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Haunting pasts, future utopias: an anthropology of ruins I 
Valentina Gamberi (Research Centre for Material Culture)
Chiara Calzana (University of Turin)
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Francisco Martínez (Tampere University)
Music Building (MUS), Lecture Room 101
Tuesday 26 July, -
Time zone: Europe/London

Short Abstract:

This panel welcomes papers dealing with heritage practices in post-disaster areas. It reflects on how the material traces of ruins and natural and historical tragedies continue to play a role in the present and metamorphose in future hopes, engagements, and utopias.

Long Abstract:

What if anthropologists let ruins speak? With the critical analysis of "Southern" epistemologies by de Sousa Santos (2014) and a historical-material approach to the so-called "difficult heritage" (Macdonald 2008), there is a growing interest in the anthropological potential of ruins and post-disaster contexts. Ruins and traces of natural and historical tragedies are lost pasts shipwrecked in the present with their material trace that will continue to transform in future hopes, engagements and utopias. They embody a past haunting current practice, posing ethical dilemmas on their present and future usages by the social actors and collectivities that enter into contact with them. Ruins open a dialogical space between institutional politics of memory as well as grassroots claims on the past that can work in synergy or, conversely, in conflict with each other. At the same time, ruined material crafts imaginaries and affective orientations (Ahmed 2004) towards traumatic memories for then transforming the latter's scars into building materials for a future, collective res-publica. Not only are ruins material remaining, but they are also resistant, counter-hegemonic thoughts to venture the future otherwise.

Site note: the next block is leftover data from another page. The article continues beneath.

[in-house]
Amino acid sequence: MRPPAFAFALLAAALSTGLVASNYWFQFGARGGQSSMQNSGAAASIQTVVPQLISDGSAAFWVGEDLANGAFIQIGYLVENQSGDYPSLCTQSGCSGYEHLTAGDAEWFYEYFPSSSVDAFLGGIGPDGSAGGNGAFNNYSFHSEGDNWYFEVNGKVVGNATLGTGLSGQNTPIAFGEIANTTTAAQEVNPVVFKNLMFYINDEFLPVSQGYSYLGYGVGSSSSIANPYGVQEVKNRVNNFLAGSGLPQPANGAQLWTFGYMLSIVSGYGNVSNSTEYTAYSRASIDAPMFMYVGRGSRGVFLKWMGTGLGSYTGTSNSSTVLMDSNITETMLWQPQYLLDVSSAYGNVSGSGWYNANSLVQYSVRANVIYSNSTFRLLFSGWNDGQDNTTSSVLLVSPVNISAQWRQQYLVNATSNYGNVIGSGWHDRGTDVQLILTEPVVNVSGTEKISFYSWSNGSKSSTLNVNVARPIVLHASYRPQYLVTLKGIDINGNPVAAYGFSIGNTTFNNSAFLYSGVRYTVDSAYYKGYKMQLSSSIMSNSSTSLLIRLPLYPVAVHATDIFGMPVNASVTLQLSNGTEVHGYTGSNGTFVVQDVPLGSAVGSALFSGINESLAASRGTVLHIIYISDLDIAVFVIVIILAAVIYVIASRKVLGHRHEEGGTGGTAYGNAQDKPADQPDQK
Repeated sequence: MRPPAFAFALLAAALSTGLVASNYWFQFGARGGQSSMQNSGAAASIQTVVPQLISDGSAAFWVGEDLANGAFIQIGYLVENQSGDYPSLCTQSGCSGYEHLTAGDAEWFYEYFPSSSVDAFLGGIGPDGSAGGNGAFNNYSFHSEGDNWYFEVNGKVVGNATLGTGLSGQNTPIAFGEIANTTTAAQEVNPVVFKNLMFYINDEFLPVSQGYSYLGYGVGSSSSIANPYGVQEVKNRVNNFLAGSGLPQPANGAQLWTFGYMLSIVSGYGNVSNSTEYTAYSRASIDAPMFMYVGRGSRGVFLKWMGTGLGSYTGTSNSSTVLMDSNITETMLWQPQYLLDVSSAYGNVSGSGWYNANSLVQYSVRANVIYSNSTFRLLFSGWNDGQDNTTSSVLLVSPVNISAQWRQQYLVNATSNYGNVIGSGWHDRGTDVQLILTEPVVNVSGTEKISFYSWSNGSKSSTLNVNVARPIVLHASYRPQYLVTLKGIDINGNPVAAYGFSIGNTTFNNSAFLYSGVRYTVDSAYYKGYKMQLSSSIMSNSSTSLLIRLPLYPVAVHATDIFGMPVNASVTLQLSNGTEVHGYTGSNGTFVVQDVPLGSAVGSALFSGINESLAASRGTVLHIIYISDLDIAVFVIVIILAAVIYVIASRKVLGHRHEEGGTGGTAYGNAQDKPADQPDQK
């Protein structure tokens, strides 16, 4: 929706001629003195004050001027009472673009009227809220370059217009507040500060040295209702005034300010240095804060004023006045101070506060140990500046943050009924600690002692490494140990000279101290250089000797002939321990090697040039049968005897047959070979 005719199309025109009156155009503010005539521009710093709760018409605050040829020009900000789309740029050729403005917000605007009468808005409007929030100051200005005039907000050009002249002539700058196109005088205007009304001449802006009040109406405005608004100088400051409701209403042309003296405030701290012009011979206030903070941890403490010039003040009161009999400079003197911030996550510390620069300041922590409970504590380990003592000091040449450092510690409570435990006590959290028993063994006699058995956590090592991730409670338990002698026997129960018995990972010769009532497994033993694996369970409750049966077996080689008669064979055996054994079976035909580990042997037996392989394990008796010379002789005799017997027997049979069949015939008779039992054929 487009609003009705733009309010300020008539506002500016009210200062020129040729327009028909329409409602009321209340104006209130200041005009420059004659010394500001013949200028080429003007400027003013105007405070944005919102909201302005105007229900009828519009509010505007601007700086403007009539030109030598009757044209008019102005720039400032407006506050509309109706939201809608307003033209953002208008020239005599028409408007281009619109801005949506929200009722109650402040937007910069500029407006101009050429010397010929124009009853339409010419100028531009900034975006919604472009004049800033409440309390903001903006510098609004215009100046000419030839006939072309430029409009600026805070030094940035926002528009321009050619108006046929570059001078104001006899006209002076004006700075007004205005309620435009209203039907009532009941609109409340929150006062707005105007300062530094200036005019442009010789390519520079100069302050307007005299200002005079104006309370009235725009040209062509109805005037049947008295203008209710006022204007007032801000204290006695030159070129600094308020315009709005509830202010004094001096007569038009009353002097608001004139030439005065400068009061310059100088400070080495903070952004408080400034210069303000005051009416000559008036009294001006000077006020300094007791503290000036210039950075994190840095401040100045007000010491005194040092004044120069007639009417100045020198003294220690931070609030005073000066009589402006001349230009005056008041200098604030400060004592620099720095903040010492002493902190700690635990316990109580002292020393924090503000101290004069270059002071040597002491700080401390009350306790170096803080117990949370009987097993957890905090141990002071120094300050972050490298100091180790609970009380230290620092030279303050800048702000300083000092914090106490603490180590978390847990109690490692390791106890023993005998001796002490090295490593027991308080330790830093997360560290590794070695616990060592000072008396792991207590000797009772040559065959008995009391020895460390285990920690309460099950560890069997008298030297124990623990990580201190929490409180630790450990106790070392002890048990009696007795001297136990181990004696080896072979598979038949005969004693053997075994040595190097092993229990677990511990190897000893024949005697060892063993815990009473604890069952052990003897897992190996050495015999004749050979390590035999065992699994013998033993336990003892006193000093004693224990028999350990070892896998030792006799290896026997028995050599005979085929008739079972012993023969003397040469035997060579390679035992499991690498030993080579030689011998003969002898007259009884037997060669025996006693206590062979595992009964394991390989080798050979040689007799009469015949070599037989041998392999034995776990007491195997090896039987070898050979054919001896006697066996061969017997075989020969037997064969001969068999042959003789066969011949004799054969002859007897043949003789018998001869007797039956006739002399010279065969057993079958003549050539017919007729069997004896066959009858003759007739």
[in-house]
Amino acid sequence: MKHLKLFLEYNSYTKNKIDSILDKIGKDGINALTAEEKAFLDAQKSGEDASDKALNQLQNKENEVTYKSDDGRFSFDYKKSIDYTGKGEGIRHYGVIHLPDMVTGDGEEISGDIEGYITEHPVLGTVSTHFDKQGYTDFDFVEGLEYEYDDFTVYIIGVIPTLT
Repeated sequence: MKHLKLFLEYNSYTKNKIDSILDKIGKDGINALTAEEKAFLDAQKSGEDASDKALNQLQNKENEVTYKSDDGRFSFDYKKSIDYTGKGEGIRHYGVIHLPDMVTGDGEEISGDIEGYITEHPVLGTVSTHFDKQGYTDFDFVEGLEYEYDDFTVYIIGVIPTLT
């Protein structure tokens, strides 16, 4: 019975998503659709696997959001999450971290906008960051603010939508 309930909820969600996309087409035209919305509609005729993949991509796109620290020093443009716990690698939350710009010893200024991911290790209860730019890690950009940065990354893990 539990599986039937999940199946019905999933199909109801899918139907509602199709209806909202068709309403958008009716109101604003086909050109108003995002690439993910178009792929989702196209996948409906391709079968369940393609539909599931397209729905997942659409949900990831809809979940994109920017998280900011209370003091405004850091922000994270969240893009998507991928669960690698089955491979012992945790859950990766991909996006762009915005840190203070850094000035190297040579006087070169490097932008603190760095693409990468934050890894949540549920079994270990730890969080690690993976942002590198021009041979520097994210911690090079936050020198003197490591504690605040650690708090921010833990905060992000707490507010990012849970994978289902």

This panel sets out to reflect on the sustainability of post-traumatic memories and what is lost with the vanishing materiality of difficult pasts. It reflects on possible ways to think ruins and difficult traces of the past beyond the Western-centric categories of the abject and the residual in favor of a resilient and counter-hegemonic perspective in which ruined worlds can be generative of something new (DeSilvey 2017; Martínez 2018).

Accepted papers:

Session 1 Tuesday 26 July, 2022, -